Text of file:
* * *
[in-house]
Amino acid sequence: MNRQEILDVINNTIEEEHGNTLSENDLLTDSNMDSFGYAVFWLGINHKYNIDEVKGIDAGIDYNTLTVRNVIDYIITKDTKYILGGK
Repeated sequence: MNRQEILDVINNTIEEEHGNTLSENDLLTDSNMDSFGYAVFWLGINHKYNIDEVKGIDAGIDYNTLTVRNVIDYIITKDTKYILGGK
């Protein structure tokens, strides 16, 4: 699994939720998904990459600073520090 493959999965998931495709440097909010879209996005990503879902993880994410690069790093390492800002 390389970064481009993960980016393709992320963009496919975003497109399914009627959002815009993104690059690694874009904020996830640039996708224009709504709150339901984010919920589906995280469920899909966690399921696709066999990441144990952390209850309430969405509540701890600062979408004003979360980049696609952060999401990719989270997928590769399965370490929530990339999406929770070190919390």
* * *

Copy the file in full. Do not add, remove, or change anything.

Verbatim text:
[in-house]
Amino acid sequence: MNRQEILDVINNTIEEEHGNTLSENDLLTDSNMDSFGYAVFWLGINHKYNIDEVKGIDAGIDYNTLTVRNVIDYIITKDTKYILGGK
Repeated sequence: MNRQEILDVINNTIEEEHGNTLSENDLLTDSNMDSFGYAVFWLGINHKYNIDEVKGIDAGIDYNTLTVRNVIDYIITKDTKYILGGK
């Protein structure tokens, strides 16, 4: 699994939720998904990459600073520090 493959999965998931495709440097909010879209996005990503879902993880994410690069790093390492800002 390389970064481009993960980016393709992320963009496919975003497109399914009627959002815009993104690059690694874009904020996830640039996708224009709504709150339901984010919920589906995280469920899909966690399921696709066999990441144990952390209850309430969405509540701890600062979408004003979360980049696609952060999401990719989270997928590769399965370490929530990339999406929770070190919390």